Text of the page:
This article was first released to Systematic Income subscribers and free trials on Nov. 7.
Welcome to another installment of our Preferreds Market Weekly Review, where we discuss preferred stock and baby bond market activity from both the bottom-up, highlighting individual news and events, as well as top-down, providing an overview of the broader market. We also try to add some historical context as well as relevant themes that look to be driving markets or that investors ought to be mindful of. This update covers the period through the first week of November.
Be sure to check out our other weekly updates covering the business development company (“BDC”) as well as the closed-end fund (“CEF”) markets for perspectives across the broader income space.
Preferreds were down once again on the week with November so far shaping up to be the fourth down month in a row. Higher Treasury yields and lower stocks were the key headwinds.
Retail preferreds yields continue to move higher and stand at the highest level over the last 5 years outside of a handful of days during the COVID crash. The sector remains an attractive place for new allocations in our view.
Over the past year we have seen a significant increase in variable-rate preferred issuance linked to longer-term rates. Historically, retail ie exchange/traded preferreds were issued as either fixed-rate or linked to 3-month Libor after the initial 5-year fixed-rate period.
The ongoing transition away from Libor has pushed issuers to make a choice of sticking with a short-term variable rate like SOFR or adopt a longer-term rate like the 5Y Treasury yield (ie 5Y CMT) as the anchor for the variable-rate after the initial fixed-rate period.
Recent issuance has been focused primarily on the 5Y CMT with SOFR being less common. This makes sense since most institutionals are also linked to 5Y rates, though most are also linked to the 5Y par interest rate swap rates in addition to the 5Y CMT rate. It may seem surprising but par interest swap rates are a more common benchmark of “interest rates” in the institutional space than Treasury rates.
That said, 3M Libor legacy preferreds still dominate in the sector. In our database that powers our investor Preferreds Tool on the service we count 134 variable-rate preferreds linked to short-term rates such as SOFR and 3-month Libor and we count 26 linked to longer-term rates such as 5Y Treasury yields ie 5Y CMT. So, how should investors think about allocating to one or the other?
The following factors are important to consider in our view. First, there is the simple question of diversification. It is very likely that most investors are allocated primarily to Libor-linked stocks so having some allocation to CMT-linked stocks provides another source of diversification in the portfolio.
Secondly, it is important to consider the shape of the yield curve. Today, the yield curve is pretty flat which is fairly unusual as the following chart shows. The historical average differential between 5Y Treasuries and 3M T-Bills is a bit over 1%.
What this means is that recent 5Y CMT issuance has been done at very favorable rates relative to historic levels. In other words, if the yield curve reverts back towards its historic level, the 5Y CMT linked stocks will gain an additional 1% relative to Libor/SOFR linked stocks. Therefore, the current flat yield curve provides an asymmetric risk profile which favors CMT-linked stocks.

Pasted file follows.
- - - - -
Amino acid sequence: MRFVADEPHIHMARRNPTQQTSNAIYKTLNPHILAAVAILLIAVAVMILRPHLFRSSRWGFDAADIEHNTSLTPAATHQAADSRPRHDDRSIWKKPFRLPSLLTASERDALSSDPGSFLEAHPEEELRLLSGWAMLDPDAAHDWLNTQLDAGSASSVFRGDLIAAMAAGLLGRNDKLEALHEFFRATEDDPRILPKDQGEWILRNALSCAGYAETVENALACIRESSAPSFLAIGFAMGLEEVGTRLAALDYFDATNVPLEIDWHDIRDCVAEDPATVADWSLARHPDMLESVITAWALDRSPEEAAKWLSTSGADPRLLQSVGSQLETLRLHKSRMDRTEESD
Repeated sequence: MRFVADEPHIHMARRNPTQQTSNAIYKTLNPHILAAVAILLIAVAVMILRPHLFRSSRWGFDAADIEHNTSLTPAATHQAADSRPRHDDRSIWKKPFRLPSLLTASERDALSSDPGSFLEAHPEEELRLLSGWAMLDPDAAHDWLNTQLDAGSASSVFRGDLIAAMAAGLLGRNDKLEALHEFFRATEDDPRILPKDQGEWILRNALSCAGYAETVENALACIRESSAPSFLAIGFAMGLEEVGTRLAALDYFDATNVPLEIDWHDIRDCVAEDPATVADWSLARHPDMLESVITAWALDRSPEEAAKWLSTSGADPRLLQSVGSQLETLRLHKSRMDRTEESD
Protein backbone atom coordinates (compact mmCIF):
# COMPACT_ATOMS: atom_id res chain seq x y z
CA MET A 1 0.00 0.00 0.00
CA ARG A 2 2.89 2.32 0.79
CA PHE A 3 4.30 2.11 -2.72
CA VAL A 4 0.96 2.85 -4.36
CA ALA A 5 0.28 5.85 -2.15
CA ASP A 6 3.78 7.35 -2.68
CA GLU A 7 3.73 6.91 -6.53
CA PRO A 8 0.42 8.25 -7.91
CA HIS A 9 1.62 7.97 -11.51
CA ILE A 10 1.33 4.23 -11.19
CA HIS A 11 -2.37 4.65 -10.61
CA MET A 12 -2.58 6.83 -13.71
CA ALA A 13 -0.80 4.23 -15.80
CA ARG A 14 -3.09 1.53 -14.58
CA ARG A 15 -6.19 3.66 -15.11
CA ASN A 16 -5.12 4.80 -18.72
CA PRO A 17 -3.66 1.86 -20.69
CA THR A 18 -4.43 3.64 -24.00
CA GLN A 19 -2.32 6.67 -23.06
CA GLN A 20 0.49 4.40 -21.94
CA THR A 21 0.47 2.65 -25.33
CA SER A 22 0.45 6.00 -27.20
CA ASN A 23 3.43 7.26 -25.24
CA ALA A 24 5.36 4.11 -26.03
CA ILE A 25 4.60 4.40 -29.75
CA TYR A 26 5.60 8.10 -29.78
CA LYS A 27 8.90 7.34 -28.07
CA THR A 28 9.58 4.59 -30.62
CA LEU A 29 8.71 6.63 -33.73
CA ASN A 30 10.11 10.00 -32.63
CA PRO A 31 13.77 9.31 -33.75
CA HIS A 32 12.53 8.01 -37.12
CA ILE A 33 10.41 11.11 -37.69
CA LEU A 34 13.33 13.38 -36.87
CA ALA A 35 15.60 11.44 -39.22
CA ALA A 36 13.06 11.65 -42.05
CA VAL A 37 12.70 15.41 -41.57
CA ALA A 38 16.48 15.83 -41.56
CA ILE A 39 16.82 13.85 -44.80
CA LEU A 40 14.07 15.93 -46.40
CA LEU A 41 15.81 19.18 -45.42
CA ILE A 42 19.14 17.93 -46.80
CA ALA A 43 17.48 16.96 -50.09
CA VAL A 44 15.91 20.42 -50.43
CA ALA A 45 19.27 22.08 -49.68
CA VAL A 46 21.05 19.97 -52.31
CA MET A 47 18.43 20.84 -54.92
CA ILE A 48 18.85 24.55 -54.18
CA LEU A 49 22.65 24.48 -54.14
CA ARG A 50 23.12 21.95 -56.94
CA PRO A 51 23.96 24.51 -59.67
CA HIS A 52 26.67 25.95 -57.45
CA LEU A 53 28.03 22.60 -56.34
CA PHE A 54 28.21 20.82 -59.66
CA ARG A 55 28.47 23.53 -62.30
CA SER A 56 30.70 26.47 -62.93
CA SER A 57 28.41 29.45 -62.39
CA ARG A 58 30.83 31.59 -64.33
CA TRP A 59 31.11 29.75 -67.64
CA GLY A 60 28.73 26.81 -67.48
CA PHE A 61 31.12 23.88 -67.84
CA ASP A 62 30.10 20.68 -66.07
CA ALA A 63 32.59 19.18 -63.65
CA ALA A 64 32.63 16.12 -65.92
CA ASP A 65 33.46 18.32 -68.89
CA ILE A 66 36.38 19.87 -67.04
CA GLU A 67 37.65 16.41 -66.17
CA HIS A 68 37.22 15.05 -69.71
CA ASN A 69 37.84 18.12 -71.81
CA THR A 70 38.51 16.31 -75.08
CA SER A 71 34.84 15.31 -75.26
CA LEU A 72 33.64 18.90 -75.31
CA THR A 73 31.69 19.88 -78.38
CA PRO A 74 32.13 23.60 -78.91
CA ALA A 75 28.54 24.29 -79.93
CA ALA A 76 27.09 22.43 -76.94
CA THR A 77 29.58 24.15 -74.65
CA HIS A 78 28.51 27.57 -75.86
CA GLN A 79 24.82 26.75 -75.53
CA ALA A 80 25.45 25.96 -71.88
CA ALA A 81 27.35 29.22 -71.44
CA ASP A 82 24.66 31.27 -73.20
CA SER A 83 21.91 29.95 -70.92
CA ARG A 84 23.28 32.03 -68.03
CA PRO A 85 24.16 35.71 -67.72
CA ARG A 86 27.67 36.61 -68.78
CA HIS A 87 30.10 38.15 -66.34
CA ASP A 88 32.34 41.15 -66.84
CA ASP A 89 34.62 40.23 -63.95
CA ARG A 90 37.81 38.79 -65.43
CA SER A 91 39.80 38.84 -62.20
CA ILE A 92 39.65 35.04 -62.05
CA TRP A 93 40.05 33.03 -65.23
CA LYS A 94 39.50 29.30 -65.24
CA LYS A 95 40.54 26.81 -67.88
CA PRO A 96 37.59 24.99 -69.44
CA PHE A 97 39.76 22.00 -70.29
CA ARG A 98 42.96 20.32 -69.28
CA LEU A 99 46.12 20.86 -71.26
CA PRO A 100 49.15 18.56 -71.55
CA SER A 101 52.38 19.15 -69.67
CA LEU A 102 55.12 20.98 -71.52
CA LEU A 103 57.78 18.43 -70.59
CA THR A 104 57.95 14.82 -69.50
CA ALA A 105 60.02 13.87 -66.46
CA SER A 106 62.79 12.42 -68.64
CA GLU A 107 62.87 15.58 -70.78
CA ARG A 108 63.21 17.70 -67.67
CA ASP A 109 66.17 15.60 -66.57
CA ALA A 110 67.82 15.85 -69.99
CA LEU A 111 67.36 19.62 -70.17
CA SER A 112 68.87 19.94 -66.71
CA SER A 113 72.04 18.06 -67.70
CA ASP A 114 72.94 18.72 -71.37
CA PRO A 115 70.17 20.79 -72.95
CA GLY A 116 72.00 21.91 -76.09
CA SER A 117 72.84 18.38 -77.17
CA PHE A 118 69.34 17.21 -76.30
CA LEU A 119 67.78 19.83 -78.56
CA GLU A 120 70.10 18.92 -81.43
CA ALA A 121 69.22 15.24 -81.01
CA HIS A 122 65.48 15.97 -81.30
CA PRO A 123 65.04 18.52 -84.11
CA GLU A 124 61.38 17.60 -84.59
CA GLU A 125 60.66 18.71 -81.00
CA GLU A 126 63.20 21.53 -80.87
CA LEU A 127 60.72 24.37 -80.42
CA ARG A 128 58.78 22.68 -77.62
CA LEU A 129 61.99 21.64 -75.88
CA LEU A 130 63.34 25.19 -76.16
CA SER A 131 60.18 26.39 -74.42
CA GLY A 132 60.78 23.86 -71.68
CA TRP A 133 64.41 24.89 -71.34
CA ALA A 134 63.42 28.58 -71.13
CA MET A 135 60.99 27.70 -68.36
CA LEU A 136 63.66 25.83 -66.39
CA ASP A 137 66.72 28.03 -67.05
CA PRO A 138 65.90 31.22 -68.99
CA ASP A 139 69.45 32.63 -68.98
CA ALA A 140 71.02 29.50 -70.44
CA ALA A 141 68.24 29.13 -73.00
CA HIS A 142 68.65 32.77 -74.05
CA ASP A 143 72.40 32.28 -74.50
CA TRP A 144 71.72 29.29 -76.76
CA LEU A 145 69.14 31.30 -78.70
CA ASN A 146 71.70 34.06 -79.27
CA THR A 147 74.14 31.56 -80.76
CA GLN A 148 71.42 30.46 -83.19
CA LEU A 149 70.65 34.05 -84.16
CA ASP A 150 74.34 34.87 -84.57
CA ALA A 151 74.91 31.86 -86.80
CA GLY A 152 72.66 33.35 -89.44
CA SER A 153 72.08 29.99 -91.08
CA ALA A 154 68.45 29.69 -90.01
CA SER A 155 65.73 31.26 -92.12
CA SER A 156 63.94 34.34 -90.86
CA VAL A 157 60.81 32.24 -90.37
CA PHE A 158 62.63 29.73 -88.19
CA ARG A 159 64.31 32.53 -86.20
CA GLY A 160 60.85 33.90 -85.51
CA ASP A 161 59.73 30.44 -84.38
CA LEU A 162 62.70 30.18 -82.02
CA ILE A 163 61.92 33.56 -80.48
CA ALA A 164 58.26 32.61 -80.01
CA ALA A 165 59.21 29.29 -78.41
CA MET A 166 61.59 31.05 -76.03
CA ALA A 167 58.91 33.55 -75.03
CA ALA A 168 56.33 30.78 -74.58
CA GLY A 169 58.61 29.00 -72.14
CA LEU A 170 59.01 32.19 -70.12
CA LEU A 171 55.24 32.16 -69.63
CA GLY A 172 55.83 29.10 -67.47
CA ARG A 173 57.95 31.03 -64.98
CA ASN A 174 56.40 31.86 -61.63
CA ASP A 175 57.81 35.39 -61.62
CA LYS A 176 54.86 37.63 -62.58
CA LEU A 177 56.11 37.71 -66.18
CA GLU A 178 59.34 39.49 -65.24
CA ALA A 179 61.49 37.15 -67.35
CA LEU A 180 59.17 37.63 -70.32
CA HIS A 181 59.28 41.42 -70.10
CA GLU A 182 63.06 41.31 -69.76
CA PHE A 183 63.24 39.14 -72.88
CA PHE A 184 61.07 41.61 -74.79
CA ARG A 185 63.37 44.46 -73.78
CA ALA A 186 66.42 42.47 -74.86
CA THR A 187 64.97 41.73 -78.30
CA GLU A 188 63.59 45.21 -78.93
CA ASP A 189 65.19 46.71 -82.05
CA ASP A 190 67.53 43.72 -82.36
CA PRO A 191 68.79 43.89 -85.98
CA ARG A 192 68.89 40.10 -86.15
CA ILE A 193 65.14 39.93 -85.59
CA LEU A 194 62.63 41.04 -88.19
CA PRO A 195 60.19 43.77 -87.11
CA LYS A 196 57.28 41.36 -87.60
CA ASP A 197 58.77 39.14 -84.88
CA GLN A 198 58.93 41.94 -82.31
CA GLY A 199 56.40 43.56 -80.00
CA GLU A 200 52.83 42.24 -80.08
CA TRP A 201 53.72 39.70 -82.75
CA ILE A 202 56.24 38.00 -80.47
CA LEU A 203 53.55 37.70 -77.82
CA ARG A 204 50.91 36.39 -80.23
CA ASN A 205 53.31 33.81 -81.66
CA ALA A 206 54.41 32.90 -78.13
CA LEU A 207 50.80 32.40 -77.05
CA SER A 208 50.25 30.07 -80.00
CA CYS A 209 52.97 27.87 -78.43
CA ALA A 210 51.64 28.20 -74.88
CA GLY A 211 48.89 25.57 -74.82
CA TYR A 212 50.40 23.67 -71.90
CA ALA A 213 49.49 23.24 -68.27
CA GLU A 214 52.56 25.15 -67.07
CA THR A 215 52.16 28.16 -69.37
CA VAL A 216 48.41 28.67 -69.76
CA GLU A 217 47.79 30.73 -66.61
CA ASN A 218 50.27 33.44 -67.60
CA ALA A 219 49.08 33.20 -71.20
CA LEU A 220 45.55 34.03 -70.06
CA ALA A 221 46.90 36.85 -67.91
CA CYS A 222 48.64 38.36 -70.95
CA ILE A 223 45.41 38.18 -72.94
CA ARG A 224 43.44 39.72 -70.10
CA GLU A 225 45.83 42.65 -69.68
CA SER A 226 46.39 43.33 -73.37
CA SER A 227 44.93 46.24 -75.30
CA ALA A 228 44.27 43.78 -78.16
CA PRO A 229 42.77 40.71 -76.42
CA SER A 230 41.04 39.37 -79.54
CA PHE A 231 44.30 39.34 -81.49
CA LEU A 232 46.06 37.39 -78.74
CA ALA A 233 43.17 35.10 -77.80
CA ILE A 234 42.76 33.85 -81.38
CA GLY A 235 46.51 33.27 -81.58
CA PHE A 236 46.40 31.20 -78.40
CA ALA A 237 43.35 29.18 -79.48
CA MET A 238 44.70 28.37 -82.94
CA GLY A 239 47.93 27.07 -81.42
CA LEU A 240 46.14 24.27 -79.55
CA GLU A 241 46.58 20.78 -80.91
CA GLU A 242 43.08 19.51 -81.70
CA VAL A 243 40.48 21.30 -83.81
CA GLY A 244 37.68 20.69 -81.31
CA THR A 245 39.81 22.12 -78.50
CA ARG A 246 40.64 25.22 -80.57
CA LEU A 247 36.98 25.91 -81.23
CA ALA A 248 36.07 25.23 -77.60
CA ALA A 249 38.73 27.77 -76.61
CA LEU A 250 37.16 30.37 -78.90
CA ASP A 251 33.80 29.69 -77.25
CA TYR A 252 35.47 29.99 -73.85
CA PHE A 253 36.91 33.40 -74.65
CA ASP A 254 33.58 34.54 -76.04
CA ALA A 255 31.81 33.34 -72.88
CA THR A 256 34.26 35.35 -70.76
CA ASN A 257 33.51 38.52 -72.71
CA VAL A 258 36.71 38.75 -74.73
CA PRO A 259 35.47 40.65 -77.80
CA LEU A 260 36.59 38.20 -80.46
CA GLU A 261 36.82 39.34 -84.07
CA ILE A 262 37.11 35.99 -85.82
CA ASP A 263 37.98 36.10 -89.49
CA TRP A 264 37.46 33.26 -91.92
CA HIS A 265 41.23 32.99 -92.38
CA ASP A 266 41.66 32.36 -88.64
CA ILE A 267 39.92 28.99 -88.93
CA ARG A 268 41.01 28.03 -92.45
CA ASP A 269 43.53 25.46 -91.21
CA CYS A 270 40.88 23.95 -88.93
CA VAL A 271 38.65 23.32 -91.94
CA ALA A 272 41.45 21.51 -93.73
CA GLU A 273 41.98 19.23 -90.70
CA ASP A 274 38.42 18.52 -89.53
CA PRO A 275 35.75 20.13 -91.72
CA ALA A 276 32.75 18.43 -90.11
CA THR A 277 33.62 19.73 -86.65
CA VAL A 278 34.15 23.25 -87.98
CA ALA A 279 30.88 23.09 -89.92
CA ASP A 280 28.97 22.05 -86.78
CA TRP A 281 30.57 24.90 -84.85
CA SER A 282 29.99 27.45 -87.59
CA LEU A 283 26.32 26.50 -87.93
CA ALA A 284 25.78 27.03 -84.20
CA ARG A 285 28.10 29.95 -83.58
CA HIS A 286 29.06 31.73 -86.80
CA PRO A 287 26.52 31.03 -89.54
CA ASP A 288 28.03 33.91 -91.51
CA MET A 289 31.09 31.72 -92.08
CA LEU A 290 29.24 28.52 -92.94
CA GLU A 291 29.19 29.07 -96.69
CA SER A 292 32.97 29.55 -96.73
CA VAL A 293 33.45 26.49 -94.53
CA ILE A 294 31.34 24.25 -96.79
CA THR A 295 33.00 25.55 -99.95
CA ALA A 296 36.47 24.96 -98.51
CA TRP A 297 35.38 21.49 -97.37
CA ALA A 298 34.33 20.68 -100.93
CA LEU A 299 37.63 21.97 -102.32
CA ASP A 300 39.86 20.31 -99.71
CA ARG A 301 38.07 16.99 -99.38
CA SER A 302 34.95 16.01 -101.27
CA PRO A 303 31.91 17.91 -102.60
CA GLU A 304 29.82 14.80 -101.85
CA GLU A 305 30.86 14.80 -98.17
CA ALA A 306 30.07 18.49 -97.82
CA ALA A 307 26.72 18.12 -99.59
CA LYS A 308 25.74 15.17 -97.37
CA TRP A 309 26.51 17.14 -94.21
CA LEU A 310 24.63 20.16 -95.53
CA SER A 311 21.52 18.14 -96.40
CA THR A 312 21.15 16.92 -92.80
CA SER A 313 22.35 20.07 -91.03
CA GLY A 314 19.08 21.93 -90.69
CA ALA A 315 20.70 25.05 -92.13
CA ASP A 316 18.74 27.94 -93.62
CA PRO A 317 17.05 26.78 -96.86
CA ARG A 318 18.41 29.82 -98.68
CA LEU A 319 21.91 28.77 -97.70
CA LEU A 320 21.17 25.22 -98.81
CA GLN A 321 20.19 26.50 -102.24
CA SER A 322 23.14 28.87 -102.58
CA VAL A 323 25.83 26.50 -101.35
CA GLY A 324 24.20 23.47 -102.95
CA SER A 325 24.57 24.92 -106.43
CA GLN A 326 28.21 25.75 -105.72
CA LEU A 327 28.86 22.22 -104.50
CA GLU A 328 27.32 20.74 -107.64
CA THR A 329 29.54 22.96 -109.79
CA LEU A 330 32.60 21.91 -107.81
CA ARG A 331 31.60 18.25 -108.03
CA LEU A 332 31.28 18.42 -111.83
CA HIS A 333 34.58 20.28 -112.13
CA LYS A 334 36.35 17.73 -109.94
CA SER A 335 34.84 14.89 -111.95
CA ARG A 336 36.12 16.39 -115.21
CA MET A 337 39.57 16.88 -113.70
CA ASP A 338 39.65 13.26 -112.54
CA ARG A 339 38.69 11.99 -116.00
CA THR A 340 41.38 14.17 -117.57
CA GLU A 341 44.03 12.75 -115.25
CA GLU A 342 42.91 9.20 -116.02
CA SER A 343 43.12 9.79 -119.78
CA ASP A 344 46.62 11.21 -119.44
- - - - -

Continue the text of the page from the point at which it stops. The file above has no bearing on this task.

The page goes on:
Finally, another reason to take a closer look at CMT-linked stocks is that the Fed has much less control over the longer-end of the yield curve. In other words, if the Fed decides to suppress short-term rates, its ability to suppress longer-term rates will be limited in the absence of new and unusual measures such as yield-curve control.
The risk for CMT-linked stocks is that the Fed instead decides to keep the policy rate elevated through a prolonged recession. In this scenario, which is partly already reflected in the yield curve, short-term rates may continue to be well above longer-term rates which will benefit Libor/SOFR-linked stocks. In our view, this is possible but it’s unlikely to be sustainable. In other words, it is unlikely for there to be a multi-year recession with the Fed keeping the policy rate elevated throughout.
5Y CMT-linked preferreds worth a look are the following:
- American Equity Invest Life Holding Co. 6.625% Series B (AEL.PB)
- AGNC Investment Corp. Dep Shares Ser G Reset Rate Preferred (AGNCL)
- Rithm Capital Corp. Reset Rate Series D Cumulative Preferred (RITM.PD)
- SiriusPoint Ltd 8% Resettable Fixed Rate Series B (SPNT.PB)
The key details of these stocks are shown below. The stripped yield is what these stocks are yielding today and the reset yield is what these stocks are expected to yield on their switch to a variable rate.
This is how the yields of these stocks are expected to evolve over time.
The new 5Y bond (SAJ) from BDC Saratoga started trading at a yield of 8.2% which looks pretty attractive. The asset coverage of the company’s debt was a strong 184% as of Q-end and this would have fallen marginally with this new issuance. The NAV of the company has moved higher over time which is good to see as it shows its underwriting is strong which should protect the debt. The bonds are not rated by a major agency but would likely be around a BB level conservatively. They are trading around 0.9% above a typical BB corporate bond yield.
In case you missed it, NLY.PF was rotated into (NLY.PG) across all taxable Income Portfolios. G has a lower yield until Apr-2023 but then it steps up to a yield that is around 0.7% higher than F over the longer term (ie LT Reset Yield). The two series are trading at the highest price differential with F having risen to a high premium over G as it recently floated and jumped out to a higher yield. However, once G floats, F will have a significantly lower yield.